IWSG—Slowly returning to view the cheerful skies

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It’s time again for The Insecure Writer’s Support Group, which meets the first Wednesday of every month to commiserate over worries, fears, doubts, and struggles. This month’s question is:

It’s the best of times; it’s the worst of times. What are your writer highs (the good times)? And what are your writer lows (the crappy times)?

Unfortunately, due to several bouts of my cyclical depression, being forced to move to an area I hate and in a house not my own, lockdown, and other factors, it’s been quite awhile since I last felt a true writing high. In the old days, it was the feeling I had when finishing a mammoth book that had been writing me more than I wrote it.

This picture I took soon after finishing the 406K first draft of The Twelfth Time, holding some of my writing soundtrack, perfectly illustrates it:

My writing mojo was pulled out of the toilet by my 12-part series on The Jazz Singer at 90 in 2017, and 2018 was my best NaNo ever, at 130,730 words. In 2019, I wrote 101,262 for NaNo, and massively overachieved in both April and July Camp NaNo.

But ever since lockdown began, my usual daily writing productivity hasn’t been the same. I know what I’m easily capable of, and barely making 50K in November, or even 10K in other months, is not it.

Near the end of April Camp, I put my alternative history about Dante and Beatrice on what hopefully won’t be a very long hiatus, and went back to the radical rewrite and restructuring of the book formerly known as The Very Last. I was inspired to return to my Atlantic City books after spending a few days doing the last proof-check of Movements in the Symphony of 1939 (formerly The Very Next).

After approving that book for a print edition, I read through The Very Last until the point I left off on the rewrite last year (though I also began rewriting chapters beyond that). I wrote almost 1,000 words on the first day back, though I ended up moving that chapter, and two other chapters, into a file of discarded chapters.

It truly was hashgacha pratit (Divine Providence) that I put the radical rewrite on hiatus in 2015. At the time, I was frustrated I couldn’t find more detailed information about the 1940 Portuguese World Exposition, and couldn’t be arsed to research and write about the 1939–40 World’s Fair in Queens only two years after I did that for Journey Through a Dark Forest. Now I realise I couldn’t have rewritten that book the way it needs to be had I continued in 2015.

As I discussed in this post, I deleted a lot of pointless, cluttery chapters and subplots. However, I wasn’t yet ready to admit to myself that the ninth item in that list not only was clutter too, but also inherently creepy. Even if Kit is aged up two years, 15-year-old Jerry still has no business dating her! She might look, talk, and act more like a 13-year-old, and I might’ve seriously toned down their relationship, but that doesn’t change her real age.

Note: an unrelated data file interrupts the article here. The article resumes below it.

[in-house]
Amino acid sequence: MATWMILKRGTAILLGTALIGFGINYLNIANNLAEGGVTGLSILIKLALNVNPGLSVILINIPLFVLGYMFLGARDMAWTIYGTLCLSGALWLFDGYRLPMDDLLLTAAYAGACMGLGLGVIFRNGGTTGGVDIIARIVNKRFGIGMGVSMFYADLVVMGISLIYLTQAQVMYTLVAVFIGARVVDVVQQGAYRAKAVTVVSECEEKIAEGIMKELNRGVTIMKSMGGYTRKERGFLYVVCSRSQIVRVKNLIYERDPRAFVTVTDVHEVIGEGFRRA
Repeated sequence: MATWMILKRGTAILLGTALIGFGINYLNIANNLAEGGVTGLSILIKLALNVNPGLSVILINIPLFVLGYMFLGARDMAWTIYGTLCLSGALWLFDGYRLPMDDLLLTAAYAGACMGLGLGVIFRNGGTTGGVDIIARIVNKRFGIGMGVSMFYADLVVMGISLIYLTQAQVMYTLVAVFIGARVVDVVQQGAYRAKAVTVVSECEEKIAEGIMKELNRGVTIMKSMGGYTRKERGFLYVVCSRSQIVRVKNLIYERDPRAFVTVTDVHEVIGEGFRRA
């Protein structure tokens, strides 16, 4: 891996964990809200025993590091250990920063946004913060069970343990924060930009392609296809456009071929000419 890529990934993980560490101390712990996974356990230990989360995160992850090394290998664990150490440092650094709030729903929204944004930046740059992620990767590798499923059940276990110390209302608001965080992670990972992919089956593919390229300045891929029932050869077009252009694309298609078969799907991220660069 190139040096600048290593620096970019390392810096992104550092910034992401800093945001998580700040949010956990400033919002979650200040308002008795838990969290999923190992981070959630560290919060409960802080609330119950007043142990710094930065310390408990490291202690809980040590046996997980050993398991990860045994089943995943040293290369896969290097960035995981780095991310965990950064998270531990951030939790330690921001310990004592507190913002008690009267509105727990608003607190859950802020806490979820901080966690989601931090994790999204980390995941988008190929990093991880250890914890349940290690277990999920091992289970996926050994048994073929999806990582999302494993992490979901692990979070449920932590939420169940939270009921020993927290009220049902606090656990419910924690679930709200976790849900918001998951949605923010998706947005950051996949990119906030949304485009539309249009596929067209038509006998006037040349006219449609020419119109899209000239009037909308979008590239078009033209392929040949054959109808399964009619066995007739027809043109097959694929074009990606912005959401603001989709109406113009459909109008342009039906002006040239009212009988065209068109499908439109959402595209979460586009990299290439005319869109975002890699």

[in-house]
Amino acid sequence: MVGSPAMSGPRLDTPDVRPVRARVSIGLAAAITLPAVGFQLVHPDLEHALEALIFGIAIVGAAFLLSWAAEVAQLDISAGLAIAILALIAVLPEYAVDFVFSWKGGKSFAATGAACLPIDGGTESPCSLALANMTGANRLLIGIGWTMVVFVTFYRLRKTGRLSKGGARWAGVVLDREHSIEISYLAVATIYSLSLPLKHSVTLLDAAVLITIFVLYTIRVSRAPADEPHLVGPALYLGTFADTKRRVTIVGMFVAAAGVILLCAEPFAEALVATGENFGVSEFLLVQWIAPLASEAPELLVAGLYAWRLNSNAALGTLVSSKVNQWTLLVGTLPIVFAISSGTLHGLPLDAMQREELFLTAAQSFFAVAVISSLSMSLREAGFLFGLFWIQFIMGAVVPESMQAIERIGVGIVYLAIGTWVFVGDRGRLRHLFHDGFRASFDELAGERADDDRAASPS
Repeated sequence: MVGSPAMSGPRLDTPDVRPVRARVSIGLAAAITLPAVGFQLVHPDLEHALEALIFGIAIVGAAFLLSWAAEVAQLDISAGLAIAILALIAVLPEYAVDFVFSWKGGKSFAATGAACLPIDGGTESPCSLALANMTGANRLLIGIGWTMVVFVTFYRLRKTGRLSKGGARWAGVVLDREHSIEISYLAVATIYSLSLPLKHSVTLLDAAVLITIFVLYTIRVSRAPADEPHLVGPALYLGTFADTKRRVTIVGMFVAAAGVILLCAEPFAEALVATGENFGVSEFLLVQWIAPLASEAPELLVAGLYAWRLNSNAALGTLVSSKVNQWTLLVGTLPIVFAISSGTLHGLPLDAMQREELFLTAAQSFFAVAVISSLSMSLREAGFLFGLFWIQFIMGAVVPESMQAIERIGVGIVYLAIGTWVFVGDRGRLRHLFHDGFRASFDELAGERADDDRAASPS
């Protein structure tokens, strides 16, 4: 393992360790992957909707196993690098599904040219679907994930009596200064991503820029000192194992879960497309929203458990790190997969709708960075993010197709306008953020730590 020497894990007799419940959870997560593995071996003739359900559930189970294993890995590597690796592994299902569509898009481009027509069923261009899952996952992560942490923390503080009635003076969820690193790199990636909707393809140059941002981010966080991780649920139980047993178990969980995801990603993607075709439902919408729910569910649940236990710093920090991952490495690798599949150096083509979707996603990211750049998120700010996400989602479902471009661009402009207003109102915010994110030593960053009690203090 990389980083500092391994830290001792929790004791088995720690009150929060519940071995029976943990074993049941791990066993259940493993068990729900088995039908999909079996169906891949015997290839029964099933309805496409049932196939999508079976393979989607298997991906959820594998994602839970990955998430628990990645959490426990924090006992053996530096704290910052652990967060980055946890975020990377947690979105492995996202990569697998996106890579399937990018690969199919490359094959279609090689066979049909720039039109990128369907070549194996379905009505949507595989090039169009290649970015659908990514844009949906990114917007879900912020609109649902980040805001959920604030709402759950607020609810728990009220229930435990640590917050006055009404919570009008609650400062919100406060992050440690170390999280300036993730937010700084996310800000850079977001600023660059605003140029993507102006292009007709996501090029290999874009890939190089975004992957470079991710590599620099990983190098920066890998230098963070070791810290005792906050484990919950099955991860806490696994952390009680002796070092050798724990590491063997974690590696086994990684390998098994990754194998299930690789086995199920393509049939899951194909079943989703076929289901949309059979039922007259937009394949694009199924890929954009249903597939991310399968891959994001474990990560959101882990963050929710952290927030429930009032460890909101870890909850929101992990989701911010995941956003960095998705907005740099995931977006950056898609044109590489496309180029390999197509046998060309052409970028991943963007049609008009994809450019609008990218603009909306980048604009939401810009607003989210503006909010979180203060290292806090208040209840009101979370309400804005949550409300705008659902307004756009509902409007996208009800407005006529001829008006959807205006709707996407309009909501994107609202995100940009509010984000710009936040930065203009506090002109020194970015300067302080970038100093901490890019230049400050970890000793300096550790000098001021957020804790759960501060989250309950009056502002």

I’ll be discussing this in more detail in a future post.

I’ve been in a low place with my writing for so long, often taking weeks to write a single chapter, it’s difficult to vault back up and immediately resume my former daily average of at least 3K. As Virgil wrote over 2,000 years ago:

The gates of Hell are open night and day;
Smooth the descent, and easy is the way;
But to return, and view the cheerful skies,
In this the task and mighty labor lies.

Happy Halloween!— WeWriWa: Halloween surprises

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Welcome back to Weekend Writing Warriors and Snippet Sunday, weekly Sunday hops where writers share 8–10 sentences from a book or WIP. The rules have now been relaxed to allow a few more sentences if merited, so long as they’re clearly indicated, to avoid the creative punctuation many of us have used to stay within the limit.

This year’s Halloween-themed excerpts come from the eighth book in my Saga of the Sewards series (formerly known as Max’s House). It needs a great deal of editing, rewriting, and revision, along with a new title, so I’m doing preliminary edits and fleshing it out as I go this month.

It’s now near the end of Halloween night, and Mr. Seward’s stepdaughters and younger children have finally come home from trick-or-treating. He’s very displeased, to say the least, when he learns about what happened without his knowledge or permission.